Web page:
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Seeing FIFA 2010: Sand In The Desert

Posted by Jasia / March 23, 2010

This year marks the 28th installment of the International Festival of Films on Art, and it doesn't seem to be going away or getting smaller. With over two hundred films from twenty three counties, my main problem is what to see.

Trying to keep things reasonable, I started off this weekend by seeing my two top picks: Tadao Ando: Koshino House and Offre Moi Ton Corps . One turned out to be and unappealing one-liner, while the other was a beautifully organized exploration of its' subject. Which is pretty much how I like my film festivals, full of surprises, both for better and for worse.


The main impression director Rax Rinnekangas's Tadao Ando: Koshino House left on me was 'hey did these guys make this on their laptop on their lunch break?', which still doesn't explain the extended amount of time given over to a very limited collection of still images. Yes, Chris Marker can pull this off, but somehow when the film is about a specific piece of architecture I really want to see the building, not just three angles and one detail of a wall. There were a couple promising moments when it looked like the film was about to take a tangent into something bizarre and science-fiction, but even this angle was also not properly developed.

Luckily, I should also mention, that many of the shorter screenings at FIFA show multiples films, and Tadao Ando: Koshino House was accompanied by two much more interesting short features. La Table Compas by Danielle Schirman was like the history channel on hallucinogens, bouncing playfully between historical fact and artistic contemplation. CCTV: Pékin directed by Horst Brandenburg was a fun though completely straight and impartial look at one of the many cutting edge architectural projects happening China.

On an even higher note, Offre Moi Ton Corps, directed by Bernar Hébert
and Renée Claude Riendeau, left me pretty breathless. Possibly in large part because the film ended with some intense footage of German artist Walter Schels explaining his need to photograph the just born and the newly dead, this film blew my mind at least a couple of times in the hour and a half it ran.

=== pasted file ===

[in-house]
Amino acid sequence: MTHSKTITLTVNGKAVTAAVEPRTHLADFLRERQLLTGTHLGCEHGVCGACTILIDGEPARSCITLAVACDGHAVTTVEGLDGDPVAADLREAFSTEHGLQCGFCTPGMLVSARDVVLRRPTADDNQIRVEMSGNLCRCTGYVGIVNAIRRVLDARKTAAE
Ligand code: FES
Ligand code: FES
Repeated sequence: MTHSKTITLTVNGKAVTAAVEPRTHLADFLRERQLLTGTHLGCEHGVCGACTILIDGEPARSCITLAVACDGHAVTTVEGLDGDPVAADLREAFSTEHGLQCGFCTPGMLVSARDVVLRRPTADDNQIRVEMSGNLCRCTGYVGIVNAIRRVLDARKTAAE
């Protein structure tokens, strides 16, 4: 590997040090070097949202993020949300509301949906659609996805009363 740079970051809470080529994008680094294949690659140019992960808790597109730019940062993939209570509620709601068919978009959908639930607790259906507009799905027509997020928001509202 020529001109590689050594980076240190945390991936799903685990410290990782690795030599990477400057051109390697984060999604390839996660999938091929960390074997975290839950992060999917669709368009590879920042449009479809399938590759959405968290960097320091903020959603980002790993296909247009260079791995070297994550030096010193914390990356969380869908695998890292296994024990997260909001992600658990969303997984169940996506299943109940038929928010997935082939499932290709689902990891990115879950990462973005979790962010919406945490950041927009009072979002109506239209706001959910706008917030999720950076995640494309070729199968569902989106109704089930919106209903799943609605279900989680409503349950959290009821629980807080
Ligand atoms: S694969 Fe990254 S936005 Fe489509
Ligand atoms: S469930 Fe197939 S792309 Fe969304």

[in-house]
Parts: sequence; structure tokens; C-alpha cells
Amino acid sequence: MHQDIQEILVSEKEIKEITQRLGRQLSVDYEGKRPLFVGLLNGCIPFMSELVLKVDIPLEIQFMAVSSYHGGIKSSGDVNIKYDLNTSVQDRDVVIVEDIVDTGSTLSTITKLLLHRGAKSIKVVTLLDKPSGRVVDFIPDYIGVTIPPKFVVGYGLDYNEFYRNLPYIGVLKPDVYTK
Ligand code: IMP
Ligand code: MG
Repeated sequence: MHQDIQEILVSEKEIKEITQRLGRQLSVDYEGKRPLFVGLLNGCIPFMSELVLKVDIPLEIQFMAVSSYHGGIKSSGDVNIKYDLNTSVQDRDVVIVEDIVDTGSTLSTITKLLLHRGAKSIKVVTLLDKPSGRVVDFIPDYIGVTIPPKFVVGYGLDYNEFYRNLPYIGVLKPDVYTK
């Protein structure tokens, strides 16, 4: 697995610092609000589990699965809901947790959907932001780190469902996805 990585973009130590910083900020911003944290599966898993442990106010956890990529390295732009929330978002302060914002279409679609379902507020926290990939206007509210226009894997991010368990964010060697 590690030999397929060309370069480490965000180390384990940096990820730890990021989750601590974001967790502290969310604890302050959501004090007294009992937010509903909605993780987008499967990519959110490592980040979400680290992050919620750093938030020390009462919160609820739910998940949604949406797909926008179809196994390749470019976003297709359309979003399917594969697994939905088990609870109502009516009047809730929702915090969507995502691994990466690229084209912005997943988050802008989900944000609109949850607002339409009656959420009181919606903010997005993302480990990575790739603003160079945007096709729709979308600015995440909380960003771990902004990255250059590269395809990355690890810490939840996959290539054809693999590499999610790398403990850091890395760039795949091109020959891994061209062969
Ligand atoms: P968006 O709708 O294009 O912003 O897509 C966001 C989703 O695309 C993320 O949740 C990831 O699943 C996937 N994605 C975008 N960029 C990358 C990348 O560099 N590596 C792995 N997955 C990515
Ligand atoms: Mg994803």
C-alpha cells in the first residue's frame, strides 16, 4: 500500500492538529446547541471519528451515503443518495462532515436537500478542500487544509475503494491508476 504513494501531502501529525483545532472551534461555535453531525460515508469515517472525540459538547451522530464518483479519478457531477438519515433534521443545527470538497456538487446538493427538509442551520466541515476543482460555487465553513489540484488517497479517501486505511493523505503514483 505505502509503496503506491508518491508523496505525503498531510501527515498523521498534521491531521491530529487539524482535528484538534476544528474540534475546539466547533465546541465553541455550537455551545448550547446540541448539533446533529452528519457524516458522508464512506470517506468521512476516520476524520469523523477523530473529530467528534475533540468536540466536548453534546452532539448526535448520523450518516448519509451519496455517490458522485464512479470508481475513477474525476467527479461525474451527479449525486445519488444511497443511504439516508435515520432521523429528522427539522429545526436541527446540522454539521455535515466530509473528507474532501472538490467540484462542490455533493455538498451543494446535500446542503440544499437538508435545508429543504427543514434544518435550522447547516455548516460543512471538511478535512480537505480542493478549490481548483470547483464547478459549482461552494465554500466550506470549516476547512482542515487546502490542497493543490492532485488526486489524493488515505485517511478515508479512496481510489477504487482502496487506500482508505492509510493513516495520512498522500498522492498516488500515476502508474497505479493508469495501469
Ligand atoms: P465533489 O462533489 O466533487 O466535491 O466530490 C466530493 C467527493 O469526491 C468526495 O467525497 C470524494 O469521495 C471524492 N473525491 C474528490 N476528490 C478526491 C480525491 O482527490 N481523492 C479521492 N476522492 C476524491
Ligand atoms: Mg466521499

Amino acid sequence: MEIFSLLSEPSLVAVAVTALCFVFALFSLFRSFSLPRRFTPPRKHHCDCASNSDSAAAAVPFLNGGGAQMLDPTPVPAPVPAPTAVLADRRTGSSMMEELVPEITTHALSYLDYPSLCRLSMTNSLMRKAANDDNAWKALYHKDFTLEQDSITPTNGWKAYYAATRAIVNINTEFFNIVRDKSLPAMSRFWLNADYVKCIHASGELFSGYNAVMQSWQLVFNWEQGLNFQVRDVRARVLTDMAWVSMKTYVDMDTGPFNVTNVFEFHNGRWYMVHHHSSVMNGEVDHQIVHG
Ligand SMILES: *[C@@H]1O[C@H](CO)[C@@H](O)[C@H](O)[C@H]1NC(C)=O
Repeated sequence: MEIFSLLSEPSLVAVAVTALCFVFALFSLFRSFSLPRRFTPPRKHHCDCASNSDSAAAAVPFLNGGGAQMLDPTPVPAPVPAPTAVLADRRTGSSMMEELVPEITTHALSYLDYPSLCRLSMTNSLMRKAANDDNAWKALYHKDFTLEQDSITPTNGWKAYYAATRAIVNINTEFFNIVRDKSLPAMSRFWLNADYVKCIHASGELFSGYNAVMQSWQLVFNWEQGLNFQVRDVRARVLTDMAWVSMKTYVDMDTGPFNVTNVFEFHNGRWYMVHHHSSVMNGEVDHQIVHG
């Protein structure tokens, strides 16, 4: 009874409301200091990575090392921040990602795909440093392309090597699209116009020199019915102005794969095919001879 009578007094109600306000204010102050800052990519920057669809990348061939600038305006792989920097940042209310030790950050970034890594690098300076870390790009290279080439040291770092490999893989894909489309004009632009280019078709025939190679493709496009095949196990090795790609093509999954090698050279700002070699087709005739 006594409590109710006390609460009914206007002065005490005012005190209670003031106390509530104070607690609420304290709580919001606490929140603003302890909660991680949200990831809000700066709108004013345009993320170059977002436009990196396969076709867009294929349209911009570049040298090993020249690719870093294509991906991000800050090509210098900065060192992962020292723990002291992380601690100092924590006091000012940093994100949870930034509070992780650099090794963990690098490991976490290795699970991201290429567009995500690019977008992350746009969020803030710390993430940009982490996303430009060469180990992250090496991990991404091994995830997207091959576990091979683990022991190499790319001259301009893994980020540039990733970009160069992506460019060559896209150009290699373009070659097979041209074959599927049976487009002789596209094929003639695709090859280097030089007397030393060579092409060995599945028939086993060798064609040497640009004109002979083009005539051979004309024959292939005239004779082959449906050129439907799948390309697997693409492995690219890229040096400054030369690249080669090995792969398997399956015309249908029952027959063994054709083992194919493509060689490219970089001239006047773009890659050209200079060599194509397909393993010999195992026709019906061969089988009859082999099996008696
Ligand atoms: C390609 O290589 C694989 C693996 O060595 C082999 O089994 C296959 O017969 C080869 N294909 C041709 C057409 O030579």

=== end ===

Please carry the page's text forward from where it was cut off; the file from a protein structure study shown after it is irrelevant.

There are a couple a moments were the films was a bit pushy, and instead of an up-front presentation of photographers working with the body, there is a narrator who jumps in all the time telling you what to think of it all. In spite of this, contemporary artists making very powerful work are presented in a very accessible and straightforward manner. Specifically, Elinor Carucci's photographs of her body after pregnancy, Jeff Bark's exploration of bodies that are generally deemed imperfect, Elena Dorffman's documentation of 'real doll' collectors with their collections and of course Walter Schels' practice are such interesting examples of the figure in contemporary photography that any other less than perfect moments in the film are easily forgotten.

FIFA is far from over friends! So there is still time to see a very small percentage of the overwhelming selection of films presented. Personally, I would still like to get to Big Alma, one installment of Seven Intellectuals in a Bamboo Forest, Quelques Pas a Paris and hopefully one of the series of short films such as Infiltrations 2. If you have your heart set on seeing a specific screening, I would recommend getting tickets sooner rather than later as so far all of the screenings have been packed. While this is a good thing for the film festival, if you're not organized it could seriously hurt your chances of seeing that obscure and wonderful film that is only showing once.

Images courtesy of FIFA.



Mrs G. / March 23, 2010 at 10:47 pm
I would really want to go see Big Alma! But I guess I'm so broke I can't afford 10$ for a movie, terrible

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Musstanser Tinauli is a PhD candidate in Industrial Design and Multimedia Communication at the Politecnico di Milano, Italy.
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